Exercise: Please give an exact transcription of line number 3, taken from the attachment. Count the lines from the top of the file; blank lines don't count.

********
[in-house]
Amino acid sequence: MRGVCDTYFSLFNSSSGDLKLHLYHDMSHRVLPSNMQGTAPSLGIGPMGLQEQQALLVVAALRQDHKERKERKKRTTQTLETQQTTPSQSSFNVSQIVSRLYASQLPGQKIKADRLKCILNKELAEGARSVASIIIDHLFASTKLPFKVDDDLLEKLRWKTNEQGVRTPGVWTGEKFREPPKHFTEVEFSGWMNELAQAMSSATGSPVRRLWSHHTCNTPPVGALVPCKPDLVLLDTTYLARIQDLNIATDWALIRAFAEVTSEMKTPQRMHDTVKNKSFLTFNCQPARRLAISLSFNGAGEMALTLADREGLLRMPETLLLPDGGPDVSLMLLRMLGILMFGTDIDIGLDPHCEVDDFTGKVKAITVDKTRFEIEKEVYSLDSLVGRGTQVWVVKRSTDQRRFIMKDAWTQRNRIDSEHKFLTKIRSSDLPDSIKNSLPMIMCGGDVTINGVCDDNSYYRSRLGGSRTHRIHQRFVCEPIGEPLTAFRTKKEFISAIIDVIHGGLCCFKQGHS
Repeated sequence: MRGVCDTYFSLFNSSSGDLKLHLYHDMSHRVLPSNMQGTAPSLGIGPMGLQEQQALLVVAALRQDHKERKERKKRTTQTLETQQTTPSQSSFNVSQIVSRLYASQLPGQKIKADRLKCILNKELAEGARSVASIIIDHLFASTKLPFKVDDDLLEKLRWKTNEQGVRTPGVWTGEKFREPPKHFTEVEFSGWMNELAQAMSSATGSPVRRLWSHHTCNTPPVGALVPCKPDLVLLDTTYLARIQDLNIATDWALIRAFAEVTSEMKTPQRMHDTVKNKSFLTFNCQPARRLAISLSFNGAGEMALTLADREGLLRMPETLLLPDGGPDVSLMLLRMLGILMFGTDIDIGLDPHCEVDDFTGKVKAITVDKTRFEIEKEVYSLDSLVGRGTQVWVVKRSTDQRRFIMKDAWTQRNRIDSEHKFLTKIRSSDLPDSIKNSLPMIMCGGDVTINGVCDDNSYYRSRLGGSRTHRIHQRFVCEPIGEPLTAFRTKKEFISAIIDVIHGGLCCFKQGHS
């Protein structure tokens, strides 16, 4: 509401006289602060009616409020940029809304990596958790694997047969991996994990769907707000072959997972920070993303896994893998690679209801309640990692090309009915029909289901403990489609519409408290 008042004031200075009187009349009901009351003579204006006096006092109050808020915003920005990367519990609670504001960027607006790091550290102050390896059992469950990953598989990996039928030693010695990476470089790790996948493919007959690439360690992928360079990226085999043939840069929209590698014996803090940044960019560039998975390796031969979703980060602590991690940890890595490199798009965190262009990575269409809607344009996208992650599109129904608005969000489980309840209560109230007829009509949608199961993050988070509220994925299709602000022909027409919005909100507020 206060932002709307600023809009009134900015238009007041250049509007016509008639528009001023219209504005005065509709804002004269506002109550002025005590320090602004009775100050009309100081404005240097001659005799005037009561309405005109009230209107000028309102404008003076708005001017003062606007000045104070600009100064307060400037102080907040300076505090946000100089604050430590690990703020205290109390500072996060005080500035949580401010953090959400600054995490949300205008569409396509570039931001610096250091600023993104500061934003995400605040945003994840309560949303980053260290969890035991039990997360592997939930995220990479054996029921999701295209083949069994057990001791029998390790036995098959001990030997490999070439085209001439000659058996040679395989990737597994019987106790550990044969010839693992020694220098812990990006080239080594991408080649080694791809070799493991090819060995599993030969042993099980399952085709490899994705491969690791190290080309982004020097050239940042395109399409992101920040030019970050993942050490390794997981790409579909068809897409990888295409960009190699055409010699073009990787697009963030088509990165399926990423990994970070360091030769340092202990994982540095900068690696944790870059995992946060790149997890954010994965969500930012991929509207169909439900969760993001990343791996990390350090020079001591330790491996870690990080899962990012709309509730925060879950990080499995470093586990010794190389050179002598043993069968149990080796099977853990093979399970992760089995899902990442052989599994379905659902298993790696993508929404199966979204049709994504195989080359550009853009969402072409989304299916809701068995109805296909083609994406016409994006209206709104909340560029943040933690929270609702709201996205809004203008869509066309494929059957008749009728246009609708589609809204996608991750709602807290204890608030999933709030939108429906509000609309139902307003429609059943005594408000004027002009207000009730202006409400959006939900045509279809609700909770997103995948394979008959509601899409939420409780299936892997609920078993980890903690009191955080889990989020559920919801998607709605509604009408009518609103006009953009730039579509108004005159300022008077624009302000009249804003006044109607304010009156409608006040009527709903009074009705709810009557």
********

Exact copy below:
Repeated sequence: MRGVCDTYFSLFNSSSGDLKLHLYHDMSHRVLPSNMQGTAPSLGIGPMGLQEQQALLVVAALRQDHKERKERKKRTTQTLETQQTTPSQSSFNVSQIVSRLYASQLPGQKIKADRLKCILNKELAEGARSVASIIIDHLFASTKLPFKVDDDLLEKLRWKTNEQGVRTPGVWTGEKFREPPKHFTEVEFSGWMNELAQAMSSATGSPVRRLWSHHTCNTPPVGALVPCKPDLVLLDTTYLARIQDLNIATDWALIRAFAEVTSEMKTPQRMHDTVKNKSFLTFNCQPARRLAISLSFNGAGEMALTLADREGLLRMPETLLLPDGGPDVSLMLLRMLGILMFGTDIDIGLDPHCEVDDFTGKVKAITVDKTRFEIEKEVYSLDSLVGRGTQVWVVKRSTDQRRFIMKDAWTQRNRIDSEHKFLTKIRSSDLPDSIKNSLPMIMCGGDVTINGVCDDNSYYRSRLGGSRTHRIHQRFVCEPIGEPLTAFRTKKEFISAIIDVIHGGLCCFKQGHS